A functional old town

As my plane descended into Marrakesh, I wondered if this would be a place I’d be able to write anything about. At the time I suspected, probably not. This was likely because all my limited imagination had managed to conjure up was an Arabic Bruges, a city which despite being a famous tourist attraction and a great place to visit, to date I have not managed to come up with a single paragraph on which wouldn’t put the most chronic insomniac to sleep.

After a relatively sleepless Christmas eve, I woke up the next morning and nervously made my way towards the Medina (Old city). I really had no idea what to expect. Being Christmas day, a shred of instinct expected little more than tumbleweed. Fortunately for this sightseer, there is no Christmas in Morocco. As I strolled down a quiet street, approaching the Medina’s outer wall, my ears were gradually filled with the sound of a busy city. As I walked through a gate in the wall I was greeted with the most incredible sight: Absolute bedlam. Donkeys, Horses, Camels, Scooters, Push bikes, Motorbikes, Carts, Wheelbarrows… Everything that could possibly be moved was being moved at speed, with little regard for pedestrians. My visions of a quaint beautiful desert city were smashed to pieces.

Satellite dish on the move

Within minutes I had found the souqs, but I’d seen this kind of thing before and predictably, they were of no interest to me. I continued to push my way into the Medina, continuously dodging a medley of moving people, animals and vehicles. Within about an hour I’d established that there was something very very different about this place. Having travelled to 31 countries to date, I wasn’t expecting too many surprises, but this place blew my mind.

So just what was it that had me so excited? was it the Moroccan rugs? The Snake charmers? The Orange juice?

Most European cities have an “old town”, but these areas play little-to-no part in the lives of the locals, they are merely containers for bars, cafes, and souvenir shops mostly frequented by tourists, and occasionally, locals treating themselves. This template is repeated literally hundreds of times throughout Europe. Not surprisingly, I was expecting the same of Marrakesh.

A new window being hacked out of the masonry

Just a few minutes walk from the souqs, I encounter a ramshackle electronics repair shop, inside is a guy repairing CRT televisions. Holy Hell, Hans; What on earth is going on here? Firstly, It’s been several years since I’ve seen a CRT television, let alone someone repairing one. As it turned out, it was only a taste of what was to come.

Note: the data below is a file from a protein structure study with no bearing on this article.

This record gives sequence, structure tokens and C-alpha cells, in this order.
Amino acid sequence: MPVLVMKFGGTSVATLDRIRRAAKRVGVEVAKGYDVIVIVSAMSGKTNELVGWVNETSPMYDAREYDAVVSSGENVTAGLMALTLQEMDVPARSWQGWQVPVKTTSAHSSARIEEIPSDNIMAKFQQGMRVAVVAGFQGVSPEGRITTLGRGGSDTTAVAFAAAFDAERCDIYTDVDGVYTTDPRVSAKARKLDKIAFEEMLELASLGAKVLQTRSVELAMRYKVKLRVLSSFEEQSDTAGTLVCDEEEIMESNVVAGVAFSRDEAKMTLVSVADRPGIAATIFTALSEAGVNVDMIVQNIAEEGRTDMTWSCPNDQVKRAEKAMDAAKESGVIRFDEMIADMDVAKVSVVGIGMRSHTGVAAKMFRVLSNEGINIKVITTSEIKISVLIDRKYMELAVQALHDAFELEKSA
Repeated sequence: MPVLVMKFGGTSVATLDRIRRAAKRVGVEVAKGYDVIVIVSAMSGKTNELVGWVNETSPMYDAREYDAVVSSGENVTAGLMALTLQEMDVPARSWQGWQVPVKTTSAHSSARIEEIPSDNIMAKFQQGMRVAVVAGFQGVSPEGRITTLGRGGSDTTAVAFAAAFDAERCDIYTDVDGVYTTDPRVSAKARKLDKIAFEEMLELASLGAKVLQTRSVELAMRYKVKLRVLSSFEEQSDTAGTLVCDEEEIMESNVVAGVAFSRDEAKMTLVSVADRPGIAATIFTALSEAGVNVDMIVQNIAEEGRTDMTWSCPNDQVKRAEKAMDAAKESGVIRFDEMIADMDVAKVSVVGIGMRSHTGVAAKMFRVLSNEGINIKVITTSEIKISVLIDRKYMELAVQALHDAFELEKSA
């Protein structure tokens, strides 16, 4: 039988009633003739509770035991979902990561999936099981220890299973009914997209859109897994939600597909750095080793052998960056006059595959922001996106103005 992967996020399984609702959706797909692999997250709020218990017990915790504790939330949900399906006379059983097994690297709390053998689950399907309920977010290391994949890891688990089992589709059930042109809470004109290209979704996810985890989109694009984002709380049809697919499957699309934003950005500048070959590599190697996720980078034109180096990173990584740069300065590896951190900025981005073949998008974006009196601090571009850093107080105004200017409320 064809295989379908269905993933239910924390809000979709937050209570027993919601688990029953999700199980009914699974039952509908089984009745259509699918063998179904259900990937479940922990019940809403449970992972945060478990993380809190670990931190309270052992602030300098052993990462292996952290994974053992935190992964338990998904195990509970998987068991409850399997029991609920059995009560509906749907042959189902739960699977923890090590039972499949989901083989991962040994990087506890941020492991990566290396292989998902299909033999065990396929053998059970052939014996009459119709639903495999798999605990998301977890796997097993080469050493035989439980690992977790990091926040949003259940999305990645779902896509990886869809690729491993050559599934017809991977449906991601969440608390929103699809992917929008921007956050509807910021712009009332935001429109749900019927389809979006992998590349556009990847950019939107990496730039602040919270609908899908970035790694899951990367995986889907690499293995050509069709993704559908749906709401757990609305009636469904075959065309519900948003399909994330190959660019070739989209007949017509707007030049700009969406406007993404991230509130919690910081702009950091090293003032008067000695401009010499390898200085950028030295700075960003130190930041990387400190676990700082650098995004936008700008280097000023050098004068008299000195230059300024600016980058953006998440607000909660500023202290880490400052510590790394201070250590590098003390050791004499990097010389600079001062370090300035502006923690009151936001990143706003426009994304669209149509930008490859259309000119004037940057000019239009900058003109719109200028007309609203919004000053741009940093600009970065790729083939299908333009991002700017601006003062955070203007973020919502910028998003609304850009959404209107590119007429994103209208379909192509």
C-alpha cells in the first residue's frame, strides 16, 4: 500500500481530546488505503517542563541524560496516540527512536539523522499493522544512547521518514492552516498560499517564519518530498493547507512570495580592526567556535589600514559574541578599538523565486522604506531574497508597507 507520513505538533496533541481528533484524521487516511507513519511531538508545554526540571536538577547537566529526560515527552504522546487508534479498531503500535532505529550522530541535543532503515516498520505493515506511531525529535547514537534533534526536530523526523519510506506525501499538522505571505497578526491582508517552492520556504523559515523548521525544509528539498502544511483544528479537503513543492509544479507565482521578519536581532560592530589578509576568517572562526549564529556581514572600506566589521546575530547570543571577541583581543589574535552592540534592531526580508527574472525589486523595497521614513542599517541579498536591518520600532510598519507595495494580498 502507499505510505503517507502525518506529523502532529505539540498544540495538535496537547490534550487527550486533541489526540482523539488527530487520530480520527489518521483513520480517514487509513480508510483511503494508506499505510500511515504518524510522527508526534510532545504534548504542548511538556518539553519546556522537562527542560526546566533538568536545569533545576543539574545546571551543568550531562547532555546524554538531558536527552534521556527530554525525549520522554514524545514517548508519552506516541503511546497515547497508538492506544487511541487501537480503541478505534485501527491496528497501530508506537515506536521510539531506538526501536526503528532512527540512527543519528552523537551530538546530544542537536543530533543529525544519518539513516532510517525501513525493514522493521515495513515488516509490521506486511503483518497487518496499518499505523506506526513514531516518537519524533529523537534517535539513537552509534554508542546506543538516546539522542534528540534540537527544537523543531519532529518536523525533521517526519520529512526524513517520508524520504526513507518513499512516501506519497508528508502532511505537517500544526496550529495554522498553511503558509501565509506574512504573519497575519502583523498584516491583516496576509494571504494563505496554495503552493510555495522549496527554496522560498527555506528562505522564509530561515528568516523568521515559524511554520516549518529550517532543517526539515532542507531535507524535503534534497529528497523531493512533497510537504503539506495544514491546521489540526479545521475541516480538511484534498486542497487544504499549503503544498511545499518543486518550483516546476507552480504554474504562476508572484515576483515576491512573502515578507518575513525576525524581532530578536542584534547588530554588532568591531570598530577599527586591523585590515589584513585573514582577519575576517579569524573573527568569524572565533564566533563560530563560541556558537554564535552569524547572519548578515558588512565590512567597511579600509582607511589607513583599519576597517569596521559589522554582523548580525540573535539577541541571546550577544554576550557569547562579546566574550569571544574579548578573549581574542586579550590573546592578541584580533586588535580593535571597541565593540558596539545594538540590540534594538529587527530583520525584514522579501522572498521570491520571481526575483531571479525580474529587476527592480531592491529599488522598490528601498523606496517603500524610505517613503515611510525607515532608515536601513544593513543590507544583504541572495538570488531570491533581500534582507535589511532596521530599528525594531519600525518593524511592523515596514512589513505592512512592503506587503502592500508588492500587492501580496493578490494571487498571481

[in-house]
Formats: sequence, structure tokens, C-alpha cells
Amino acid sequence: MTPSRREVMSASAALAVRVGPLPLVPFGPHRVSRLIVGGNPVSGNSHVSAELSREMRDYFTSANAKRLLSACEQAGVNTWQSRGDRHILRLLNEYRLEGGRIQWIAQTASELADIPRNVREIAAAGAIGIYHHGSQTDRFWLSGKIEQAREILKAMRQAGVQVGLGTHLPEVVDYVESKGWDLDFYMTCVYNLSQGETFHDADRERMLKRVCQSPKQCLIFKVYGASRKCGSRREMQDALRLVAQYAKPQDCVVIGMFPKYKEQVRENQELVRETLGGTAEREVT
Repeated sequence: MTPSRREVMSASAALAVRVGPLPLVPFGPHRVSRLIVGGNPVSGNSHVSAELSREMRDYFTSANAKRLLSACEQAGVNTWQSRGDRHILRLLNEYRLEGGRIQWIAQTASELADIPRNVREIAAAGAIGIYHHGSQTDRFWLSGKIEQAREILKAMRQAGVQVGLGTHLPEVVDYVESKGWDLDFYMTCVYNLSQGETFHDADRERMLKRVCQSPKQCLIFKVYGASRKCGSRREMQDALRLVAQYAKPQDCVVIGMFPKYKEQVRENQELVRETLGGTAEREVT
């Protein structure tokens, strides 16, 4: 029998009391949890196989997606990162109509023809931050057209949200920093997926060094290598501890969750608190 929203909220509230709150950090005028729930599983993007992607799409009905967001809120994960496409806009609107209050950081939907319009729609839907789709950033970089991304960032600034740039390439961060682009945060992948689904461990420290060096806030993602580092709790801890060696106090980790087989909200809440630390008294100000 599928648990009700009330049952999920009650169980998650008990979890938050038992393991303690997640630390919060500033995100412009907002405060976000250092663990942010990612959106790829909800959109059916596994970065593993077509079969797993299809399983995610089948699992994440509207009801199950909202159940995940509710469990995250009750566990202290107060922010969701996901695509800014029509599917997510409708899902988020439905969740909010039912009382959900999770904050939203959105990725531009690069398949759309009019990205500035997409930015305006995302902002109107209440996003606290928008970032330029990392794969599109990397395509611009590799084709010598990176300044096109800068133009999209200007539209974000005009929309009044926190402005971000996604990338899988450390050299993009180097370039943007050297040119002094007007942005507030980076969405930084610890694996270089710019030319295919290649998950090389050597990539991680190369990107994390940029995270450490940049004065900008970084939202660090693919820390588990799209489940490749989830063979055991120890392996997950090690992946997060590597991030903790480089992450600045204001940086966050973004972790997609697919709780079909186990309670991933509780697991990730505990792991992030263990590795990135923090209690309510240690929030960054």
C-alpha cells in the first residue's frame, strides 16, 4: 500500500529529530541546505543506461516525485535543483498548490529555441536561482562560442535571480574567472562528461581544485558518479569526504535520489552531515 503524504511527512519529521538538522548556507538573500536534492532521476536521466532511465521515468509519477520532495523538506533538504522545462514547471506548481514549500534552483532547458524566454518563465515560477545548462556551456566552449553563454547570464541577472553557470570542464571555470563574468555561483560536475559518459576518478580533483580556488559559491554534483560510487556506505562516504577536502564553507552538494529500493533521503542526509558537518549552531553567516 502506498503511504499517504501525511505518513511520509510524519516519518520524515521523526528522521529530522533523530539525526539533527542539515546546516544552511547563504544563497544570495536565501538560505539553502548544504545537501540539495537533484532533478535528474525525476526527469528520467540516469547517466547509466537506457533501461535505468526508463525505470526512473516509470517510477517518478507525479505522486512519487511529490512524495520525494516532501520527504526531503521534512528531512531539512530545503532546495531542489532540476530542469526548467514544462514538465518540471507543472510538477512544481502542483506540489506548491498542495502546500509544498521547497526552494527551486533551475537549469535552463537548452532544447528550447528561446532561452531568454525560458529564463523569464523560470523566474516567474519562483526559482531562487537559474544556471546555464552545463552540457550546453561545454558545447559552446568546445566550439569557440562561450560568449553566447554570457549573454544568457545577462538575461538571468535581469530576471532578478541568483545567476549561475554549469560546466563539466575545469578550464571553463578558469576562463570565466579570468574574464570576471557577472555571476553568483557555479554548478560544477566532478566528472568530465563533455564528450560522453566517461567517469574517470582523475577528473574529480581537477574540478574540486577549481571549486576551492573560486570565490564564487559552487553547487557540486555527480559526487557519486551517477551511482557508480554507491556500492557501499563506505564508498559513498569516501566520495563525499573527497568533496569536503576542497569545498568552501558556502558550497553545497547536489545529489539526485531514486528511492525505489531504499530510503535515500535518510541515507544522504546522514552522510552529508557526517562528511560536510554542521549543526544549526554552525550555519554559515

A general repair shop

As I wandered on, I encountered the workshops of more and more industries: Blacksmiths, Textiles, Food, Clothing. I could go on. In a nutshell, Almost every activity required to support human life was happening, and happening inside a handful of square miles. Sure, there’s places with a lot of industry, but what was so incredible, was quantity and diversity of industry in such a tiny space; furthermore, none of this was for show.

Push-bike structural repair

The most obvious hint that all this wasn’t a tourist puller was the difficulty of taking photos without being yelled at, or having everyone in a 12ft radius demanding 20 Dirham. Tourists were not welcome in these parts of town. For me, it had become very difficult to imagine an “Old town” with any economic activity other than selling booze and fridge magnets, but here I was standing in the middle of a what seemed like a microcosm of 1800’s industrialised Britain.

Blacksmiths at work

I wandered around for hours and hours, fascinated by the madness of this place; all the while, one question was on my mind: Will us westerners ever live like this again? We used to, a few hundred years ago, but sadly, other than shops selling  mobile phones, handbags and shoes, very little can be found in our towns these days.

A white post, obscuring a Television repair shop

As romantic as it’d seem returning to our version of this way of life, unfortunately the catalyst for such a shift would hardly be described as positive by any competent economist. In a society living in the stranglehold of global markets, wishing upon the aforementioned would be, in most circles, lunacy. I think this way of living makes a lot of sense and normally I’d be quick to chime in on such a discussion, but having so much invested in this western world, it’s tough to know where to stand.

As countries become richer, more and more of this “old way of life” is bulldozed, concreted over, and replaced with the western project we call “Progress”. I do wonder what should we be wishing for here: For Morocco to stay poor, so we can continue to witness these incredible places, or for them to transform into a wealthy country. Having money is good, right? If there is one thing I’m fairly sure of, it’s that if Morocco did become rich, the Marrakesh Medina would be transformed from a functioning living and working city into a super tourist-machine ‘Venice of Africa’. Sadly, it’s already heading in that direction, and it’s us tourists which are driving that transformation.